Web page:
11. ENGINEERED TENSION | The May 13 Tragedy

It would not be correct to say that the Communist Party of Malaya had started the May 13 disturbances in order to seize power immediately. They were not ready for such a step. However, their activities and the activities of their agents in the Labour Party of Malaya, together with paid secret society agents, generated racial tensions to a dangerous pitch. The Labour Party of Malaya largely under the influence of the MCP and almost wholly Chinese in composition, possess distinct chauvinistic tendencies. On 4th May, 1969, a group of LPM youths was sighted painting anti-election slogans by a three-man police patrol in Kepong. When challenged, the youths attacked the Police with iron rods and catapults bearing metal shots and forced the police to lire in self-defence. One of the youths was wounded and later died in Hospital.

In contrast to the quiet funeral of the UMNO worker who was murdered in Pcnang. the Labour Party preserved the corpse of the worker and planned a large funeral to coincide with Polling Day .so as to disrupt the elections. The body was deliberately kept frozen for this purpose. Permission for the funeral was given by the Police for the 9th of May instead of the 10th, and the permit was for a small procession not exceeding a few hundred persons, and to take a route that would not lie up traffic in Kuala Lumpur.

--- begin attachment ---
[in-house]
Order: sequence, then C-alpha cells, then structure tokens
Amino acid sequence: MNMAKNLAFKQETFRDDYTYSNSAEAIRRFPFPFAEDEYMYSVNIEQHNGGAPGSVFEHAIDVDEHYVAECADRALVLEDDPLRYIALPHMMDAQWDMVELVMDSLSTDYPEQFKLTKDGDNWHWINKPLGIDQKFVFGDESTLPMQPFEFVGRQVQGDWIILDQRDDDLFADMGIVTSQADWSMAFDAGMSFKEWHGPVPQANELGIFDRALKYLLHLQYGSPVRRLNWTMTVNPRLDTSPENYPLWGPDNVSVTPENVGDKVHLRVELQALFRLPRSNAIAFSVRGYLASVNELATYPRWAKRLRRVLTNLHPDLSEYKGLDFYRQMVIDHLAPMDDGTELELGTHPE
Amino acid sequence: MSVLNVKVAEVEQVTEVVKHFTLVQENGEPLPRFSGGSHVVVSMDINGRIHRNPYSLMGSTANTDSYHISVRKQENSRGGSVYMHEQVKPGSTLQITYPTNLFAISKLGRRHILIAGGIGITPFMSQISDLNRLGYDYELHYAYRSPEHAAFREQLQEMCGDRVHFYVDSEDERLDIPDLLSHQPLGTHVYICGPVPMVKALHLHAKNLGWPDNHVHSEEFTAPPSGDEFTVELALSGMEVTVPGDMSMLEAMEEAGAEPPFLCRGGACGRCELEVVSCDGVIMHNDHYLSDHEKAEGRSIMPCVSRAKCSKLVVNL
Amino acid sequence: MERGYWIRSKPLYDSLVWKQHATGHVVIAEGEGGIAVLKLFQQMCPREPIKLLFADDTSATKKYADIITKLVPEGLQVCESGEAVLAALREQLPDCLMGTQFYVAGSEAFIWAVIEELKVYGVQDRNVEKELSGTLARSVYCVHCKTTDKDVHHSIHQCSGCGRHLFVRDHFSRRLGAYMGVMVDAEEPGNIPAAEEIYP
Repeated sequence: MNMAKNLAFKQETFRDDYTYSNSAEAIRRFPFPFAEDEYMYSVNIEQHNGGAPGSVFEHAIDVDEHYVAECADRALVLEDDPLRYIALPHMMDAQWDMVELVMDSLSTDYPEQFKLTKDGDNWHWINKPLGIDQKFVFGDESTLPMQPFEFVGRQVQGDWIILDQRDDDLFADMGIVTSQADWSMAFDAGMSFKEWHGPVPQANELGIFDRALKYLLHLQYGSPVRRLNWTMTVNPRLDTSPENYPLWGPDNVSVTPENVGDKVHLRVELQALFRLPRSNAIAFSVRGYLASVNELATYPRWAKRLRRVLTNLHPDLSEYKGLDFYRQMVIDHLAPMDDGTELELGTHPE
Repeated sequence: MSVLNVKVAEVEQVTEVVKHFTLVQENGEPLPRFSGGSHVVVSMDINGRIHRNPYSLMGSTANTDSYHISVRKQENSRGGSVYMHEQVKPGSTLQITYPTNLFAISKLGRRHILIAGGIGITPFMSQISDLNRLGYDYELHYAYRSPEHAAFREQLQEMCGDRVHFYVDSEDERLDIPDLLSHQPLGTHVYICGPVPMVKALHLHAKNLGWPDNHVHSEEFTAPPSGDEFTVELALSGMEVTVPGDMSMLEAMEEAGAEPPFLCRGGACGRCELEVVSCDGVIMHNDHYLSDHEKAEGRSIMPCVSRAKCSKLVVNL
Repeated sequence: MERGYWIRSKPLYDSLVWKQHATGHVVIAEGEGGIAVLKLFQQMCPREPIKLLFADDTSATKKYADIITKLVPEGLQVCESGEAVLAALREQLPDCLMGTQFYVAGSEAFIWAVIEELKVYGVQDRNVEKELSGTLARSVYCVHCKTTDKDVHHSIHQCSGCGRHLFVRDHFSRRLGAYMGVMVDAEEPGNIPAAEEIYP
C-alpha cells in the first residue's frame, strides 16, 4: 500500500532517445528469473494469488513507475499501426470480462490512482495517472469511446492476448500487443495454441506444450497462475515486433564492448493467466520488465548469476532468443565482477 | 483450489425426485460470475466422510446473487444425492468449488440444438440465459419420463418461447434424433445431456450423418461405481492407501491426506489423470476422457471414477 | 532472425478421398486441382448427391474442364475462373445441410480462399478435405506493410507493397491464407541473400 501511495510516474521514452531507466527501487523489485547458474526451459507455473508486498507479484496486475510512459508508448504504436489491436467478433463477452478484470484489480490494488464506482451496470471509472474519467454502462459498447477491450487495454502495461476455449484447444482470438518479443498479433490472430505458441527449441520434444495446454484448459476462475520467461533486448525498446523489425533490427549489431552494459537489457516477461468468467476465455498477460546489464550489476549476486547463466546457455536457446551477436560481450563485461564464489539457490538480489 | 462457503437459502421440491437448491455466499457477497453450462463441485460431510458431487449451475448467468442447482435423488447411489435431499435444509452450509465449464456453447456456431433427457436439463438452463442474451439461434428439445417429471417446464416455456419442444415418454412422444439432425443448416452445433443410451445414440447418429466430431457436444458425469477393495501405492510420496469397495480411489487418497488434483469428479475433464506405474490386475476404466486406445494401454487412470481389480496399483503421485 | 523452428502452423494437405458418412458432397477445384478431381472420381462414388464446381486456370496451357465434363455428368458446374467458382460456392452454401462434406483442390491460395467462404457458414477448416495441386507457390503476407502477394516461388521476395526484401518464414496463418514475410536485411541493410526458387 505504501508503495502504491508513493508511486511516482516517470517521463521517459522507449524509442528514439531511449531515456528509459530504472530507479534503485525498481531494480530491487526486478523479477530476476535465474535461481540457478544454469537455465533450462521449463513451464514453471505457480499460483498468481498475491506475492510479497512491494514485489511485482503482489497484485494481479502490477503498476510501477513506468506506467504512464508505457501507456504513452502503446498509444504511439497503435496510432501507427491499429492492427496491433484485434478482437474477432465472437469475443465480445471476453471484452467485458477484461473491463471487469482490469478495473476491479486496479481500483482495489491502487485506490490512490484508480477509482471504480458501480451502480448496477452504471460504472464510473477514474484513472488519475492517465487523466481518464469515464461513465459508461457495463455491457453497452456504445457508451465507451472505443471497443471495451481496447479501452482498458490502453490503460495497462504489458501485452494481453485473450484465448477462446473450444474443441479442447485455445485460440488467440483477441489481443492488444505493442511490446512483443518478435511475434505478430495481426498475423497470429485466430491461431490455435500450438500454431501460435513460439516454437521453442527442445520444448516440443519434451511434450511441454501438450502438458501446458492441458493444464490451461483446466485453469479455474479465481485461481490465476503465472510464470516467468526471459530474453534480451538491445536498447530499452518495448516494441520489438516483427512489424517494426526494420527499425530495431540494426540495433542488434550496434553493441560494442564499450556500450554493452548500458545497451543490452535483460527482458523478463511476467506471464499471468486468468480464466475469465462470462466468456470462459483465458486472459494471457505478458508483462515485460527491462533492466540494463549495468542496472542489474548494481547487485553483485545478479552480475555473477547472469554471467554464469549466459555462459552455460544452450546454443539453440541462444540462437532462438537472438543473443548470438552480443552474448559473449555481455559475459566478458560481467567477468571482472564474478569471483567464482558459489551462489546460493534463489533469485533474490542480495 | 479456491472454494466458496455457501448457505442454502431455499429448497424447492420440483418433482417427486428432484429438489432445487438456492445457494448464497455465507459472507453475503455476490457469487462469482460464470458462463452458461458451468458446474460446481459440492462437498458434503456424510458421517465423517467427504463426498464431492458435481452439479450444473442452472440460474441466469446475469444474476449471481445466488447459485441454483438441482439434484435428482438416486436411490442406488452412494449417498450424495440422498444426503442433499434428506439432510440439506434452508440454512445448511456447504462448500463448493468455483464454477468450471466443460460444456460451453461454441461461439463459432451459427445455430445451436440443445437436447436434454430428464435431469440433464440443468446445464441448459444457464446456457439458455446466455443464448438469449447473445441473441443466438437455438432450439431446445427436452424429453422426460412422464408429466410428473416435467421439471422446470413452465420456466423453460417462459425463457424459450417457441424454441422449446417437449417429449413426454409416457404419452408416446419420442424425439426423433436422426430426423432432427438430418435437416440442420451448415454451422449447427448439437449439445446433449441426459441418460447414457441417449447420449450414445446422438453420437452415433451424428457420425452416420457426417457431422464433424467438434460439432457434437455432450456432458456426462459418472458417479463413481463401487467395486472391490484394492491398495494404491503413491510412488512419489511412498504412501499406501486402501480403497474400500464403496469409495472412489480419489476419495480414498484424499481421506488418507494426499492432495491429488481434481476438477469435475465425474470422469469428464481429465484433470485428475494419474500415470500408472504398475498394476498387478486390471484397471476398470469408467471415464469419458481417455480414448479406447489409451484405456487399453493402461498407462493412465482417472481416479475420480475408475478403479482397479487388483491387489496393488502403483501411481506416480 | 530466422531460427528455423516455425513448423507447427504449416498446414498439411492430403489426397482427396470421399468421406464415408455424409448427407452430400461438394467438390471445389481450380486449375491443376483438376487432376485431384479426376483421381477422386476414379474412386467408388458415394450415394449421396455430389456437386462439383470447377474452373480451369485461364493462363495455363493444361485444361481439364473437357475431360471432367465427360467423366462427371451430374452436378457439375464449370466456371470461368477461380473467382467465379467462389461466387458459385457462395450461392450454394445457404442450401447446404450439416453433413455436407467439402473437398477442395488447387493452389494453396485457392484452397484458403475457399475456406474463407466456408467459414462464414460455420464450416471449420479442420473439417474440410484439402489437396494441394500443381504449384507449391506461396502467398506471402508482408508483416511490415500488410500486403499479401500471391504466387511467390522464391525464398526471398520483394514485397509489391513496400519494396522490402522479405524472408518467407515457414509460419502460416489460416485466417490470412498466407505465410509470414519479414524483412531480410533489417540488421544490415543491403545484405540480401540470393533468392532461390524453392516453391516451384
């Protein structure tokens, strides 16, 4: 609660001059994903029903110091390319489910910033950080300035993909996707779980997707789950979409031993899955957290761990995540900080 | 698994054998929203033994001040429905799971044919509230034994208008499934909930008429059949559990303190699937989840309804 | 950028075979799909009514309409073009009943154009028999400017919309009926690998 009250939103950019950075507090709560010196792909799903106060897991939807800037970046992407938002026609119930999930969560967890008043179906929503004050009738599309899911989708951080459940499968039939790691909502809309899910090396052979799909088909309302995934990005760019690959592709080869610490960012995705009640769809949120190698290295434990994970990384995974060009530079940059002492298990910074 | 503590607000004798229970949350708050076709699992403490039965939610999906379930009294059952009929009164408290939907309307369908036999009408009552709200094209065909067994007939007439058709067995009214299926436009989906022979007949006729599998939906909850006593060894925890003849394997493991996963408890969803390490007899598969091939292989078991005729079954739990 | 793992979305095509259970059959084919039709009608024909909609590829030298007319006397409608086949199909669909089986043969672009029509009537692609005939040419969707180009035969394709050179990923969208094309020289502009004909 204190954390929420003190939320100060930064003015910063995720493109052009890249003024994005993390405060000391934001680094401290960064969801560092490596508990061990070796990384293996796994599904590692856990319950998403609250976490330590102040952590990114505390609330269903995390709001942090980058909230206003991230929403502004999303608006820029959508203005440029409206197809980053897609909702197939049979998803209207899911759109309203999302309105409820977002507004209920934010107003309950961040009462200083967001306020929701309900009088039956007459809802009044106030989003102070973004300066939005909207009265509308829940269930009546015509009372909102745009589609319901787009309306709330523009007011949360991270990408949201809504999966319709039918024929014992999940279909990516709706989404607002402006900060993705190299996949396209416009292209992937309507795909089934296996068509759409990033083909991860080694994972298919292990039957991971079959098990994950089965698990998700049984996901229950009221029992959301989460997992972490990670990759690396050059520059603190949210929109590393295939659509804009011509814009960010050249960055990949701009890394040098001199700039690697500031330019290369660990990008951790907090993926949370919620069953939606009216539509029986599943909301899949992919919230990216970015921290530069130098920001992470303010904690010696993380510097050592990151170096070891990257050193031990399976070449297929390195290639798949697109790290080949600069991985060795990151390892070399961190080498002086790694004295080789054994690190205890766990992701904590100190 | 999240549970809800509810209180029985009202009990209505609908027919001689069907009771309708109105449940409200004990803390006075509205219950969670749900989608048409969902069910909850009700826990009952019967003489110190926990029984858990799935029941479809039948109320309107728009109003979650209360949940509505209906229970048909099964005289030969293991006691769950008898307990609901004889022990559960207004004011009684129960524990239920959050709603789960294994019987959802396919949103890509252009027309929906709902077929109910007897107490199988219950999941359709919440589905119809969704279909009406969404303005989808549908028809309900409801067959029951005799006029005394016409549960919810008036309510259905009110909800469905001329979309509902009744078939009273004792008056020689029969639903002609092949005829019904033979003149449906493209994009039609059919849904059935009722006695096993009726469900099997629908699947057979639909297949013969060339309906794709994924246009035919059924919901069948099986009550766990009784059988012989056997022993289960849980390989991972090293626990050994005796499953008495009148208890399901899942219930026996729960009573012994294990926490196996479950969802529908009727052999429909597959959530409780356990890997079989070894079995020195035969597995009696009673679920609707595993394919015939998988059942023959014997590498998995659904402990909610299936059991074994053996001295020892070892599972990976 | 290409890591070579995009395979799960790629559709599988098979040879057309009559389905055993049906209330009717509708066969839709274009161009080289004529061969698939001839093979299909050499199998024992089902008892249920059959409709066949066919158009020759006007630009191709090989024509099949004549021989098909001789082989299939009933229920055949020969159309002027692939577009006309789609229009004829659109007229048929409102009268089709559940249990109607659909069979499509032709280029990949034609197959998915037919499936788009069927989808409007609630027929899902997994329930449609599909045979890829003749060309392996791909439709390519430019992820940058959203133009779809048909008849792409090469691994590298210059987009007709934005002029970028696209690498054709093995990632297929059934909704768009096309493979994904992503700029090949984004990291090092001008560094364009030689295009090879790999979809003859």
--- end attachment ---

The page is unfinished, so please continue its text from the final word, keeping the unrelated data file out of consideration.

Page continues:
These elements defied Police instruction and organised a large parade in which an estimated number of ten thousand persons took part and marched through the centre of Kuala Lumpur, flouting every Police instruction. They chanted Maoist slogans, sang "the East is Red', and displayed portraits of Mao Tse-tung and the Red flag. The parade passed through the heart of Kuala Lumpur and tied up traffic in almost every major street in the city, and provoked Malay bystanders with shouts of "Malai si!" (Death to the Malays!) and "Hutang darah bayar darah" (Blood debt will be repaid with blood).

In view of the scheduled polling on the following day. the Police were under orders to act with the highest restraint. An ugly clash was avoided, and the General Elections took place on 10th May, 1969 without any serious incidents.


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